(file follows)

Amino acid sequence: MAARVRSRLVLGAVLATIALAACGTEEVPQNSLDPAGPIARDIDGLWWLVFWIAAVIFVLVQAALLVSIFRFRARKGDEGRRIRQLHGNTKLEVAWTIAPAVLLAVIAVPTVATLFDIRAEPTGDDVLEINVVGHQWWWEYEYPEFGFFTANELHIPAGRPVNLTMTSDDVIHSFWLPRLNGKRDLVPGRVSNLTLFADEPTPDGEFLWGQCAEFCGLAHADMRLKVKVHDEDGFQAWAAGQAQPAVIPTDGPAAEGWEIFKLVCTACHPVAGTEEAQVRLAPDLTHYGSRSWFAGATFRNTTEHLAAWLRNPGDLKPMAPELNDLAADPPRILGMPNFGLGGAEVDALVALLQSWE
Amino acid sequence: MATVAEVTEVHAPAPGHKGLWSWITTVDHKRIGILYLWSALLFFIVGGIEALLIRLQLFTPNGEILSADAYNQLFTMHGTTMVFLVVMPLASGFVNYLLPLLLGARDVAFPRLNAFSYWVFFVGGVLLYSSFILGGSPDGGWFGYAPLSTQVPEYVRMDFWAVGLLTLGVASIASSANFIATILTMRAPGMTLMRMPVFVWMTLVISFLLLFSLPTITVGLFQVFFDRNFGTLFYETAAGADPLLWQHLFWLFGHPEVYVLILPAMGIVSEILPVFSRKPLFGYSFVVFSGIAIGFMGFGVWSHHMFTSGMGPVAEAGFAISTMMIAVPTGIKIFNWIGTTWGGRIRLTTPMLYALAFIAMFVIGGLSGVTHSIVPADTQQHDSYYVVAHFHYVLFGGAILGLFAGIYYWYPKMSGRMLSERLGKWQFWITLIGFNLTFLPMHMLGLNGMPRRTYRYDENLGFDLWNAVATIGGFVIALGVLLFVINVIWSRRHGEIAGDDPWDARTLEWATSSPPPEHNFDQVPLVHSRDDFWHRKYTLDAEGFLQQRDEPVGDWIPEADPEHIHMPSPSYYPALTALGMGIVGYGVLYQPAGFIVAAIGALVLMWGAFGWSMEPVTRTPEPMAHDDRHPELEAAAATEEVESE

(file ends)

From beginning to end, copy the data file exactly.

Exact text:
Amino acid sequence: MAARVRSRLVLGAVLATIALAACGTEEVPQNSLDPAGPIARDIDGLWWLVFWIAAVIFVLVQAALLVSIFRFRARKGDEGRRIRQLHGNTKLEVAWTIAPAVLLAVIAVPTVATLFDIRAEPTGDDVLEINVVGHQWWWEYEYPEFGFFTANELHIPAGRPVNLTMTSDDVIHSFWLPRLNGKRDLVPGRVSNLTLFADEPTPDGEFLWGQCAEFCGLAHADMRLKVKVHDEDGFQAWAAGQAQPAVIPTDGPAAEGWEIFKLVCTACHPVAGTEEAQVRLAPDLTHYGSRSWFAGATFRNTTEHLAAWLRNPGDLKPMAPELNDLAADPPRILGMPNFGLGGAEVDALVALLQSWE
Amino acid sequence: MATVAEVTEVHAPAPGHKGLWSWITTVDHKRIGILYLWSALLFFIVGGIEALLIRLQLFTPNGEILSADAYNQLFTMHGTTMVFLVVMPLASGFVNYLLPLLLGARDVAFPRLNAFSYWVFFVGGVLLYSSFILGGSPDGGWFGYAPLSTQVPEYVRMDFWAVGLLTLGVASIASSANFIATILTMRAPGMTLMRMPVFVWMTLVISFLLLFSLPTITVGLFQVFFDRNFGTLFYETAAGADPLLWQHLFWLFGHPEVYVLILPAMGIVSEILPVFSRKPLFGYSFVVFSGIAIGFMGFGVWSHHMFTSGMGPVAEAGFAISTMMIAVPTGIKIFNWIGTTWGGRIRLTTPMLYALAFIAMFVIGGLSGVTHSIVPADTQQHDSYYVVAHFHYVLFGGAILGLFAGIYYWYPKMSGRMLSERLGKWQFWITLIGFNLTFLPMHMLGLNGMPRRTYRYDENLGFDLWNAVATIGGFVIALGVLLFVINVIWSRRHGEIAGDDPWDARTLEWATSSPPPEHNFDQVPLVHSRDDFWHRKYTLDAEGFLQQRDEPVGDWIPEADPEHIHMPSPSYYPALTALGMGIVGYGVLYQPAGFIVAAIGALVLMWGAFGWSMEPVTRTPEPMAHDDRHPELEAAAATEEVESE